Sanders, Clinton, and the Democrats’ Dilemma

Roundup
tags: Hillary Clinton, election 2016, Bernie Sanders



Rick Perlstein is the Washington Spectator’s national correspondent. 

... I like Sanders. I love that he’s hammering home this lesson— that populism is popular—to frightened Democratic elites. I’m gobsmacked that in a mere matter of weeks, he has upended a generation’s cobweb-encrusted psephological clichés. What’s more, I distrust Hillary Clinton, and I fear the message that would be sent to those selfsame Democratic elites by the success of a candidate for whom four of the five top contributors to the $712.4 million she’s raised for her campaigns since 2000 were banks.

I just fear what will happen if Sanders becomes president: precisely because he’s proving the economic populism argument right.

I made a detailed argument about the power of economic populism to strengthen the Democratic Party in an essay in the Boston Review in 2004, later published with responses in a book called The Stock Ticker and the Superjumbo: How the Democrats Can Once Again Become America’s Dominant Political Party. I compared political parties to corporations. The most successful ones, historically—the great ones—built long-term value by developing a reputation for innovative, quality products. More and more, however, beginning with the rise of the modern “go-go” stock market in the 1960s, companies began the practice of impressing short-term investors by measuring success in quarterly increments, via expediencies like selling off slow-moving divisions, liquidating excess capacity, and trimming research and development. David Halberstam explained in The Reckoning, his classic history of the auto industry, how the Big Three Detroit automakers destroyed themselves in precisely this way.

After the traumas of the Reagan years, that was how the Democrats began to go about things, too: they grabbed desperately at whatever initiative—or abandoned whatever initiative—they felt it would take to nose enough “swing voters” temporarily into their column to garner 50 percent plus one in the next election. But a swing voter is like a short-term shareholder—ready to sell the next time some other blandishment comes along.

As the alternative, think of the Democrats who created Social Security in 1935—it is still delivering loyalty to Democrats 80 years later. As is Medicare, which was passed in 1965. If it fulfills its promise, Obamacare might still be manufacturing Democrats decades hence.

I called such programs “superjumbos.” But one characteristic of a superjumbo is that a president doesn’t just order one out of a catalogue. They are almost by definition long in gestation. Much of the great social legislation of the New Deal was conceived in the Progressive Era. All the extraordinary string of laws Lyndon Johnson passed in the first two years of his presidency, like the first bill providing federal aid to education, and Medicare and Medicaid, had been in the hopper for a generation or more—even back to Theodore Roosevelt.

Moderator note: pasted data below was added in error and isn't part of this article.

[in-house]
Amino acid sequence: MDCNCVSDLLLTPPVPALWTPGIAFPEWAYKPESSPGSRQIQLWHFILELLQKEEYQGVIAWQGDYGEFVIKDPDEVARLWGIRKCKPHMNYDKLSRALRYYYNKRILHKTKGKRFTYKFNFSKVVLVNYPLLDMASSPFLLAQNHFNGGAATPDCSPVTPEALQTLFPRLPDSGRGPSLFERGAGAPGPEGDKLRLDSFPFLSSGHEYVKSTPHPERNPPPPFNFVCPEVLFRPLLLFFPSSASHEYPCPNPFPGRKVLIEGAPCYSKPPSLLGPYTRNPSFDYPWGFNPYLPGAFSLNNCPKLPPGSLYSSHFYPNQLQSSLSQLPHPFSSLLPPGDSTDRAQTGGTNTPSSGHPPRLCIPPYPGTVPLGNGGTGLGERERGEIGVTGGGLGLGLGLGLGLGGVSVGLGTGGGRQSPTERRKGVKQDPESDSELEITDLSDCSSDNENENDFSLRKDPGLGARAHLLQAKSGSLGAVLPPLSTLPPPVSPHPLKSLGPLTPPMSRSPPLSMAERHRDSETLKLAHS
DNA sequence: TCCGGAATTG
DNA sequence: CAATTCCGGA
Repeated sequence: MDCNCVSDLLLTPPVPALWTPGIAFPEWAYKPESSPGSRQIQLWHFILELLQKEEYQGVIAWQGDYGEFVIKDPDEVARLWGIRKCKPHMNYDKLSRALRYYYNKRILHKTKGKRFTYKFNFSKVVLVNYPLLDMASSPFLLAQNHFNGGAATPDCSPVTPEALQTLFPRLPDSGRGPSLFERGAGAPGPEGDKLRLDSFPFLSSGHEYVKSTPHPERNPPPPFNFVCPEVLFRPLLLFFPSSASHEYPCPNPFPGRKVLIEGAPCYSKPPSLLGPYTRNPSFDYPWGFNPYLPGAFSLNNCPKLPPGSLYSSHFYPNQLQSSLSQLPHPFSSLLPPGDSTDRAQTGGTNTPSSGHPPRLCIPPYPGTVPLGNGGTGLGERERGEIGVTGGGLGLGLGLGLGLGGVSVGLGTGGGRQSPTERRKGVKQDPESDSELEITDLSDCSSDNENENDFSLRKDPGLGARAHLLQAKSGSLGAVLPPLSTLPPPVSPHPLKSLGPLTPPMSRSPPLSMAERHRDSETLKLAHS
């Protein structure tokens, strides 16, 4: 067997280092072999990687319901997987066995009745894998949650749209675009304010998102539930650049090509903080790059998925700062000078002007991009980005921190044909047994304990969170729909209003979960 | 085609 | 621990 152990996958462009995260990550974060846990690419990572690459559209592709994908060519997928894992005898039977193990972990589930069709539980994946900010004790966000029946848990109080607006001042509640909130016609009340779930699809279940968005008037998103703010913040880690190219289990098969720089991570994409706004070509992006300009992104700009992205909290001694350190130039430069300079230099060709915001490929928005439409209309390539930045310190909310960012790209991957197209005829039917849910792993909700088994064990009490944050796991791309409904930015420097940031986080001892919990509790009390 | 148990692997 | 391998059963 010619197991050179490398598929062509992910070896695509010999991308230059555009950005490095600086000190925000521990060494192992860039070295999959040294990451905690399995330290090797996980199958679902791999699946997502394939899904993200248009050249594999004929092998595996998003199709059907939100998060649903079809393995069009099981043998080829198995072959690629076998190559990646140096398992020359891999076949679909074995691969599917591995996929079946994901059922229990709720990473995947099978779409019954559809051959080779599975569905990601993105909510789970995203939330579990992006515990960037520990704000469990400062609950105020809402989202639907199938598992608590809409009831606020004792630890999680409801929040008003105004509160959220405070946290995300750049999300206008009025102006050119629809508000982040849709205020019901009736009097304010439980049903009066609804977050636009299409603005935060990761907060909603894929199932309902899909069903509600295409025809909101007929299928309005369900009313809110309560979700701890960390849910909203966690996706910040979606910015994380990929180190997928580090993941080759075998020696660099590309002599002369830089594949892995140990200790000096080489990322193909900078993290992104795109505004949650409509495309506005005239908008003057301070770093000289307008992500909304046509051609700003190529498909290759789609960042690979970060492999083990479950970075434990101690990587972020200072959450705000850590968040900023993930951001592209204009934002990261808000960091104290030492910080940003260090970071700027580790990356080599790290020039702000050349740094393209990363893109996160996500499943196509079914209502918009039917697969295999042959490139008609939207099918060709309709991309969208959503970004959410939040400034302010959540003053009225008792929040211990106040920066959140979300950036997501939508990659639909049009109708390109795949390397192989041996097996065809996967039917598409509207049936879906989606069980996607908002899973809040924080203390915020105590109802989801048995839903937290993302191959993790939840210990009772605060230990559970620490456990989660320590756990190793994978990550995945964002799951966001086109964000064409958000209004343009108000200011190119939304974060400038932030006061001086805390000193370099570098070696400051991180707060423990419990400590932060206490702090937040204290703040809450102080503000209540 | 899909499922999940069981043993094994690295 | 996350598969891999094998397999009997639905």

The Great Society’s progressive momentum was abruptly halted by the backlash against civil rights, a story I told in my book Nixonland. But I also missed something in Nixonland—the superjumbos kept coming, only in different form. Starting in 1966 with the National Traffic and Motor Vehicle Safety Act (its seat-belt requirements save 10,000 lives a year), the Federal Hazardous Substances Act, the Federal Meat Inspection Act, the Truth in Lending Act, and continuing through the Nixon presidency with the Federal Coal Mine Health and Safety Act, the Occupational Safety and Health Act, and the National Environmental Protection Act, Democrats wrote an entire new story in America’s books of law: that the federal government could act aggressively to protect consumers from corporate malfeasance.

“Consumer legislation” was an entirely new category of statute—but, just like the New Deal and Great Society social legislation, political entrepreneurs, both inside Congress and in the advocacy community, had been working to advance it for years, in faith that their moment would come. In May 1969, for example, only 1 percent of those polled considered “pollution/ecology as an important national problem,” according to University of California, Berkeley, professor David Vogel’s Fluctuating Fortunes. But by December 1970, a survey revealed that the same problem ranked number one in the public’s concern. Senators like Gaylord Nelson of Wisconsin and Maine’s Edmund Muskie were ready to act; meanwhile, President Nixon, helpless before the power of public opinion, had no political choice but to go along.

To me, this history reveals the frustrating paradox at the heart of Sanders’s success. The very thing that makes it so exciting—a Democrat dreaming big dreams and who’s rewarded with burgeoning political success beyond anyone’s prediction but his own—is also what makes for such a stark contrast with the rest of the Democratic Party. The fact is that Sanders is nearly alone. In our generation, the dreamers have been the conservatives in the Republican Party. As one of them, Milton Friedman, put it in a quote made famous by Naomi Klein’s The Shock Doctrine, in a crisis, “the actions that are taken depend on the ideas that are lying around. That, I believe, is our basic function: to develop alternatives to existing policies, to keep them alive and available until the politically impossible becomes the politically inevitable.” ...




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